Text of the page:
Example of generating random shapes with particular properties.
(128, 128, 1) [('rectangle', ((104, 127), (3, 128)))]
import matplotlib.pyplot as plt from skimage.draw import random_shapes # Let's start simple and generate a 128x128 image # with a single grayscale rectangle. result = random_shapes((128, 128), max_shapes=1, shape='rectangle', gray=True) # We get back a tuple consisting of (1) the image with the generated shapes # and (2) a list of label tuples with the kind of shape (e.g. circle, rectangle) # and ((r0, r1), (c0, c1)) coordinates. image, labels = result print(image.shape, labels) # We can visualize the images. fig, axis = plt.subplots() axis.imshow(image.squeeze(), cmap='gray') axis.set_axis_off() # The generated images can be much more complex. For example, let's try many # shapes of any color. If we want the colors to be particularly light, we can # set the min_pixel_intensity to a high value from the range [0,255]. image1, _ = random_shapes((128, 128), max_shapes=10, min_pixel_intensity=100) # Moar :) image2, _ = random_shapes((128, 128), max_shapes=10, min_pixel_intensity=200) image3, _ = random_shapes((128, 128), max_shapes=10, min_pixel_intensity=50) image4, _ = random_shapes((128, 128), max_shapes=10, min_pixel_intensity=0) fig, axes = plt.subplots(2, 2, figsize=(10, 10)) for ax, image in zip(axes.ravel(), [image1, image2, image3, image4]): ax.imshow(image) ax.set_axis_off() # These shapes are well suited to test segmentation algorithms. Often, we want # shapes to overlap to test the algorithm. This is also possible: image, _ = random_shapes( (128, 128), min_shapes=5, max_shapes=10, min_size=20, allow_overlap=True ) fig, axis = plt.subplots() axis.imshow(image) axis.set_axis_off() plt.show()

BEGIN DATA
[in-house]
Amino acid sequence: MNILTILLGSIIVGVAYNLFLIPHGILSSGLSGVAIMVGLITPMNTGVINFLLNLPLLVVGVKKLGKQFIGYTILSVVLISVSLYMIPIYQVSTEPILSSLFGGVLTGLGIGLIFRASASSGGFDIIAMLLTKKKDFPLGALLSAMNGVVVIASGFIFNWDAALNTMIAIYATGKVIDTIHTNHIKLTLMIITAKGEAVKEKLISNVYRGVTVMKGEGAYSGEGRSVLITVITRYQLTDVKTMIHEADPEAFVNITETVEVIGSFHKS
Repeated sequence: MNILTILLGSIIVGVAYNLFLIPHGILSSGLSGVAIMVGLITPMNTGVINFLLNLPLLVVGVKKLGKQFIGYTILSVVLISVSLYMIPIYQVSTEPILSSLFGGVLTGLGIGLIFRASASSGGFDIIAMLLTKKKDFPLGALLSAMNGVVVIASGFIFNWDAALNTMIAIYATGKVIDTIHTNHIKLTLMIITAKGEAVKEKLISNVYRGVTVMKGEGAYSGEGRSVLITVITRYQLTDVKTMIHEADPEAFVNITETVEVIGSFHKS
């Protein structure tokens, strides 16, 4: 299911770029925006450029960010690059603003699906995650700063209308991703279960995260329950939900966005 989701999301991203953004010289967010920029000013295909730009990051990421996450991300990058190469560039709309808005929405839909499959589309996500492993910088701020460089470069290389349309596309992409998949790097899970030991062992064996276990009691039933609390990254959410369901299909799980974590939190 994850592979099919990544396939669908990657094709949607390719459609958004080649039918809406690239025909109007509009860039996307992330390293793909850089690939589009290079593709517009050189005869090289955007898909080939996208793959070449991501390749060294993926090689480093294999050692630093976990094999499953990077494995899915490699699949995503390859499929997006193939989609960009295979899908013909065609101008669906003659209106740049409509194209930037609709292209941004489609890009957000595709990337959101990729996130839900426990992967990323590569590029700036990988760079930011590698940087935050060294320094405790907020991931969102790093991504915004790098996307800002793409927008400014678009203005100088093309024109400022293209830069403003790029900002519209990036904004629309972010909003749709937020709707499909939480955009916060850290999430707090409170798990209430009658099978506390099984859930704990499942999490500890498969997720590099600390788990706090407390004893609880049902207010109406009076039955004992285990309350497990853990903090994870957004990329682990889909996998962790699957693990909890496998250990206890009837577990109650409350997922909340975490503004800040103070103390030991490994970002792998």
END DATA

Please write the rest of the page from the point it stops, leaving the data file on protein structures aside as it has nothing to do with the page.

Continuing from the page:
Total running time of the script: ( 0 minutes 0.383 seconds)